It All Makes Sense. Hallelujah!
TAWWAF PSALM – RECITATIVE TUNES
Each service has a specific tawwaf psalm that is chanted. The tunes are placed on the text based on the season. The most common tawwaf used is a combination of two psalms which are chanted in the presence of the bishops: Marou[acf. The bishop can be present during any season, and therefore this tawwaf was used as the reference to teach the cantors and preserve the different tunes.
Offering of Incense
This tune is the same as the intermediate tune of the offering of incense psalm chant. There is one slight alteration to the tune that was made by the cantors due to time constraint; they connect two verses together instead of musically concluding each verse separately. (See the recording by Deacon Ibrahim for the Palm Sunday Tawwaf.)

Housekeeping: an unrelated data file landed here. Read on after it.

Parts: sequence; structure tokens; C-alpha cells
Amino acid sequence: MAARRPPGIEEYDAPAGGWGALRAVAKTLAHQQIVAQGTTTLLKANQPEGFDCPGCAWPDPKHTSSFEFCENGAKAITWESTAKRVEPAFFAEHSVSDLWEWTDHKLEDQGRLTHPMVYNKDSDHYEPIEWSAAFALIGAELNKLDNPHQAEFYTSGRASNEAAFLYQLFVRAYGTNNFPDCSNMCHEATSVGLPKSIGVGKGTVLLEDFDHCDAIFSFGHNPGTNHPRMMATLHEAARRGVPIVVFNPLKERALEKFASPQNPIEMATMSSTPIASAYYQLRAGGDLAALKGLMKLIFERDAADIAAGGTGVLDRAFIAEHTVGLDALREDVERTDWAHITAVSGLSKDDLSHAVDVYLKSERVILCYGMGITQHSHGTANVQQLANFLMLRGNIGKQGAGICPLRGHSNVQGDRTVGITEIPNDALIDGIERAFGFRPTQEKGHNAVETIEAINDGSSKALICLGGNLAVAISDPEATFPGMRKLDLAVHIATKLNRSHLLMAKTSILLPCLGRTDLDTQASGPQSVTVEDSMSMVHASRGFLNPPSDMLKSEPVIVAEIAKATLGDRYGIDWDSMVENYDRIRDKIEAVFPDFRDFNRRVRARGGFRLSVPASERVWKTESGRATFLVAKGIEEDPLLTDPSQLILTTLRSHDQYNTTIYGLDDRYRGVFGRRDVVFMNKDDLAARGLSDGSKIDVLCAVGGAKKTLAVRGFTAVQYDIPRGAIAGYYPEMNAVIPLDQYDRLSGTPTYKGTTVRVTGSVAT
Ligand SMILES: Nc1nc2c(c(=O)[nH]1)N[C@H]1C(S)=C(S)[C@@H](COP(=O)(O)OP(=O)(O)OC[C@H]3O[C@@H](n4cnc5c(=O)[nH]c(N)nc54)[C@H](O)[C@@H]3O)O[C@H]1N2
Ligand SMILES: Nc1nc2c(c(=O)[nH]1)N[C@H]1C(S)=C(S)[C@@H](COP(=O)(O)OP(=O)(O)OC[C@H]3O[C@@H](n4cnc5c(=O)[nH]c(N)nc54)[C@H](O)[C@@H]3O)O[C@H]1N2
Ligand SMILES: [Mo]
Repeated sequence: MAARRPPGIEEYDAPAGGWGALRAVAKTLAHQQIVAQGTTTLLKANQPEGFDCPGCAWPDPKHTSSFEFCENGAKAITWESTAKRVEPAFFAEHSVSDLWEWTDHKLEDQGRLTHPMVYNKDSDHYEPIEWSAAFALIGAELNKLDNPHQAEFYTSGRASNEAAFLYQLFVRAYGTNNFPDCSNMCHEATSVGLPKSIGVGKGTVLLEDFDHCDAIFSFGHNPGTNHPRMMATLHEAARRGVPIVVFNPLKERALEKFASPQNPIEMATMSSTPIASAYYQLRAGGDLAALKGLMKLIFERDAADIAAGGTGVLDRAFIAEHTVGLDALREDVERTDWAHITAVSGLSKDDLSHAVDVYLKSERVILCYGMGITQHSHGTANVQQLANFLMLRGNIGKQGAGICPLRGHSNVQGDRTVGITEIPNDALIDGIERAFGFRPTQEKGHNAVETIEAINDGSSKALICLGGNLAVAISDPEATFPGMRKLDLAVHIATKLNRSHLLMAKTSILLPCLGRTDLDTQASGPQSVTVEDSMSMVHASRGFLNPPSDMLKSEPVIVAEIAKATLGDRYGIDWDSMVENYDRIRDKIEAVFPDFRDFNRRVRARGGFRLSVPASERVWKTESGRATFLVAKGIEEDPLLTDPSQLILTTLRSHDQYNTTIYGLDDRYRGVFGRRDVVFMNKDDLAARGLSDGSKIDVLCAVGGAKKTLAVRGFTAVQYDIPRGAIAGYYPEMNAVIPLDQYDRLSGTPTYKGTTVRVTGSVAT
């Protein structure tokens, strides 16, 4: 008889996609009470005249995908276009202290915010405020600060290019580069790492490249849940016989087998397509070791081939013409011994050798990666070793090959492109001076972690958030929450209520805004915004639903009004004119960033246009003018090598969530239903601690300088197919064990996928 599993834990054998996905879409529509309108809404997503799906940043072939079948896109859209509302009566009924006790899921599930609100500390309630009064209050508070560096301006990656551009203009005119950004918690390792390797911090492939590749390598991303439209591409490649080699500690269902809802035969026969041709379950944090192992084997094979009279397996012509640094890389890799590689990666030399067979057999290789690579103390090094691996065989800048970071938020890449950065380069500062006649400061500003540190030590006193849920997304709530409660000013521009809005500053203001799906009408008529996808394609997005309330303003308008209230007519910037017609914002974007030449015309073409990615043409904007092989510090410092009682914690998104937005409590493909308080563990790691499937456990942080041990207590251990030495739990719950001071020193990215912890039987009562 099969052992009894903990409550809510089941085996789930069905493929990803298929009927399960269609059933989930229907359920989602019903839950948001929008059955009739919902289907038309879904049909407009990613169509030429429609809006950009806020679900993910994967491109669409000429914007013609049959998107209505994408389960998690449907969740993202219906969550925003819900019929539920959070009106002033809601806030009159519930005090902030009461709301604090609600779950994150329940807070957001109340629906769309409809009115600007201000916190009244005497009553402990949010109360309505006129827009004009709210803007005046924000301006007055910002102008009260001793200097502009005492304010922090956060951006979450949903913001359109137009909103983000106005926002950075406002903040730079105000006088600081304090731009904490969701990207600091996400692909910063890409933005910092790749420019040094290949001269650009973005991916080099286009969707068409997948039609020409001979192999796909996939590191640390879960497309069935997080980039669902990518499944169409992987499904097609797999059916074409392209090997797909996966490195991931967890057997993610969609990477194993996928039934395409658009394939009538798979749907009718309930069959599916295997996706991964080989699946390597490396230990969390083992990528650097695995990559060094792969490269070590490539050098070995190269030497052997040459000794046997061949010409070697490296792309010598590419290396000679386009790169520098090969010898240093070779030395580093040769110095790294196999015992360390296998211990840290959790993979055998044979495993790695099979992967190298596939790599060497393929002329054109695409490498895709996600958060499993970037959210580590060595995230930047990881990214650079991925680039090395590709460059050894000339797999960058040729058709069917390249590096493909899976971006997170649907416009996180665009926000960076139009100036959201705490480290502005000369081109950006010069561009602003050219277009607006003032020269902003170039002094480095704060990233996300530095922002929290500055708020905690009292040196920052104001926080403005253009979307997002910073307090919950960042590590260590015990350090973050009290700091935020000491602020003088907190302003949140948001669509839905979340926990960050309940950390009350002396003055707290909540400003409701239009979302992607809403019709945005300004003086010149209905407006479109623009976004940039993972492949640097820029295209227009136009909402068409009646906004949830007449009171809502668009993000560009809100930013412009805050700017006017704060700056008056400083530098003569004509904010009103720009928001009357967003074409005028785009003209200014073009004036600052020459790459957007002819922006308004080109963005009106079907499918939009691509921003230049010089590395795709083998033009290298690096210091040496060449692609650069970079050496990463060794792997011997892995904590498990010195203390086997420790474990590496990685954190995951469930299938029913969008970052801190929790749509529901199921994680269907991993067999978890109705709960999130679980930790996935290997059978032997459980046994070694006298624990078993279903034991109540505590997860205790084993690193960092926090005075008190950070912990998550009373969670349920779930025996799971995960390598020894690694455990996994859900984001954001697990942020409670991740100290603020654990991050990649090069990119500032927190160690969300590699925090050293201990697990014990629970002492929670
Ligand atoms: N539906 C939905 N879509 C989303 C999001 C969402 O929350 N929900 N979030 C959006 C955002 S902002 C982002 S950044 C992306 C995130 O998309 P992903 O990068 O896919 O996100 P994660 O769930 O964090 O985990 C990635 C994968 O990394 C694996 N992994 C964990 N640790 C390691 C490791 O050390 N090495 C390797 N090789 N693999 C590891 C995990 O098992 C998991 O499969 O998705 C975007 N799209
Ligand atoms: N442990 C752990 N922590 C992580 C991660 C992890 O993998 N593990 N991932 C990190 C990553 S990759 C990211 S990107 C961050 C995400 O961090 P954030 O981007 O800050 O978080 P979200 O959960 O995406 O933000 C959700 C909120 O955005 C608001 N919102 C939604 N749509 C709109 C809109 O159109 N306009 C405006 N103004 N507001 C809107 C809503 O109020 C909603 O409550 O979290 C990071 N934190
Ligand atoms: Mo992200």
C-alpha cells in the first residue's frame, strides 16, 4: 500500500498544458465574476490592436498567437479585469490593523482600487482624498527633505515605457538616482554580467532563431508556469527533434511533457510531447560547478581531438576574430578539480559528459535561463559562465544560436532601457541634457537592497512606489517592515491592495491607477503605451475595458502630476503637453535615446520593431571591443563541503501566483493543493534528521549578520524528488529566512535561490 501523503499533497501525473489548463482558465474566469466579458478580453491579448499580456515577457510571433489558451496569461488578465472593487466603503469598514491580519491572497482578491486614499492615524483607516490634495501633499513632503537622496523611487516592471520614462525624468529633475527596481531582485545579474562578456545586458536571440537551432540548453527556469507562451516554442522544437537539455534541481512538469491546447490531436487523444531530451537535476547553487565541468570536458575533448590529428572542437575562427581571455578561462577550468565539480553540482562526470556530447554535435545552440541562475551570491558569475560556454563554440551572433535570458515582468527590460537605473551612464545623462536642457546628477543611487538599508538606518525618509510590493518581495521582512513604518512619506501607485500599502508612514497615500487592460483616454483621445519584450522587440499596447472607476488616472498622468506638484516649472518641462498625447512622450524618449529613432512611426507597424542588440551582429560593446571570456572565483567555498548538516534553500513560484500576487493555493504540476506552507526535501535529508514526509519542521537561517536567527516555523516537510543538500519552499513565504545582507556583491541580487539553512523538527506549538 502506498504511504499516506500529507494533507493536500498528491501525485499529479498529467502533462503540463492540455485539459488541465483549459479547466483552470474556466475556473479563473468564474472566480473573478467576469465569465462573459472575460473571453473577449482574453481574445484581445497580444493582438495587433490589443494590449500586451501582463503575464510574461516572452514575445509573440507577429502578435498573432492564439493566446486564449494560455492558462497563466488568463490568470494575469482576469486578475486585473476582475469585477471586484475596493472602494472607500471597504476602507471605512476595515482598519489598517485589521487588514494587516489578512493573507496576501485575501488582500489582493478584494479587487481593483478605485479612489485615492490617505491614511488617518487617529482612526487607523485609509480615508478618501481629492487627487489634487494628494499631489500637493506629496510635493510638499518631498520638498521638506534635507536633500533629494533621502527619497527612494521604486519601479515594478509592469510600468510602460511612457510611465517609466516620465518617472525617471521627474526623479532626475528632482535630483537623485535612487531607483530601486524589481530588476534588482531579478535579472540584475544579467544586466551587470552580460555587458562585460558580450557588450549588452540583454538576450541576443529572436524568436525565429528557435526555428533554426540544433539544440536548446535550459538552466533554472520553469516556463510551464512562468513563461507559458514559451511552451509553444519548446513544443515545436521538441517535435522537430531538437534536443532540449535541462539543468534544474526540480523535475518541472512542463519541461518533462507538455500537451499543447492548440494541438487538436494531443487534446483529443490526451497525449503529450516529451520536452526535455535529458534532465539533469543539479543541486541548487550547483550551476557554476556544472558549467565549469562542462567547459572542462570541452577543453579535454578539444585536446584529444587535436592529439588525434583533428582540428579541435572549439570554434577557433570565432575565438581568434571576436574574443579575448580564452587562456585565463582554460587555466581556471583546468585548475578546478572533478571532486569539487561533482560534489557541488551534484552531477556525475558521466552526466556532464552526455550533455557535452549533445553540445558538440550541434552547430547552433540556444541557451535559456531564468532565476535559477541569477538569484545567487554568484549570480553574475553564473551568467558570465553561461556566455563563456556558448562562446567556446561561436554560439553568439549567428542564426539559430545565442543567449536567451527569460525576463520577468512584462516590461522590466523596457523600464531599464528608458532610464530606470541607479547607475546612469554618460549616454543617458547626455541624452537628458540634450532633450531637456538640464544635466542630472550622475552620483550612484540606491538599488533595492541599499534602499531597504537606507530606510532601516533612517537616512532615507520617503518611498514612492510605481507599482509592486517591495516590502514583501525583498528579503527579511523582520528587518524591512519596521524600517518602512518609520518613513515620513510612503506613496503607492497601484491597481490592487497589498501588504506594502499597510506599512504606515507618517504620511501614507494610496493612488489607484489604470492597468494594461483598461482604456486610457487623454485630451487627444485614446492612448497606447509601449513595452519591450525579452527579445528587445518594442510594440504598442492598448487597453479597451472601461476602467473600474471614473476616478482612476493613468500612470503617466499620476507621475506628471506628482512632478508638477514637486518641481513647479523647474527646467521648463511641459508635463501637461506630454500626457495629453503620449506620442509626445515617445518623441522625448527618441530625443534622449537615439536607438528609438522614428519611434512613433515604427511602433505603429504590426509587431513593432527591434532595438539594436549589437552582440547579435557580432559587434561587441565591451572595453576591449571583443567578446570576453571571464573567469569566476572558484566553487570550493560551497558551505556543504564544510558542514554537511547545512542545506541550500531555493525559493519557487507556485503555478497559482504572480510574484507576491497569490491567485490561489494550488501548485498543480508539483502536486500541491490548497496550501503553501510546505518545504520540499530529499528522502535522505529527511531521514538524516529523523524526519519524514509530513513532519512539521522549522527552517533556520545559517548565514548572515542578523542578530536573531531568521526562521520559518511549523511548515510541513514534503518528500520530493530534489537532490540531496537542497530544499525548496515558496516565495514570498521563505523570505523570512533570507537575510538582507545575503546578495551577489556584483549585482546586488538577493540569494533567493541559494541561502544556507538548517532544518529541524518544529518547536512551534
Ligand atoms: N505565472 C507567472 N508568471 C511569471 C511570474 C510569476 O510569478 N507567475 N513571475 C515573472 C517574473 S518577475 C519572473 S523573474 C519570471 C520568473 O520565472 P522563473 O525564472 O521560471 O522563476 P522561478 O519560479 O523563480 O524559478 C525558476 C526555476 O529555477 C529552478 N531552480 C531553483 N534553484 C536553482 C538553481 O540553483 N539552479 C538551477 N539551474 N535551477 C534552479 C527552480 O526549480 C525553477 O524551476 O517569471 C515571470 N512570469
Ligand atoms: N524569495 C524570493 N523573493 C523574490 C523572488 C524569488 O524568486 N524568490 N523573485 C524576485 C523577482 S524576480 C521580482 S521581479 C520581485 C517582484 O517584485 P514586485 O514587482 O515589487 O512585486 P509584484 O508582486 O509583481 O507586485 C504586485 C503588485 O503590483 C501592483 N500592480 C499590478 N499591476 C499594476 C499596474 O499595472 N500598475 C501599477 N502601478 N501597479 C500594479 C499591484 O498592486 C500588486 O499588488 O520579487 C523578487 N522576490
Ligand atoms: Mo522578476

Liturgy of the Word
This tune is specific to the tawwaf of the liturgy of the Word and IS NOT taken from the intermediate tune of the annual psalm!
The tawwaf psalm of the festive occasions is the same tune as the intermediate tune of the psalm.
The recitative tune of the month of kiahk is the same as that of the kiahk intermediate psalm.
The following photos are selections of other tawwaf psalms used throughout the seasons of the year.
Summary of the Psalm Chant
- The psalms are chanted directly after the litany of the gospel is prayed.
- There are two melismas for liturgical services; one for the offering of incense and the other for the liturgy of the word. These melismas encompass the first two phrases of the psalms.
- The second two verses of the psalm are chanted in an intermediate tune and are followed by the tawwaf psalm which is chanted in a recitative tune. In 3 out of the 4 occasions, the recitative tune is taken from the intermediate chant.
- The priest begins to offer incense at the start of the third and fourth verses of the psalm while the deacons begin to enter the sanctuary in preparation for the procession of the gospel.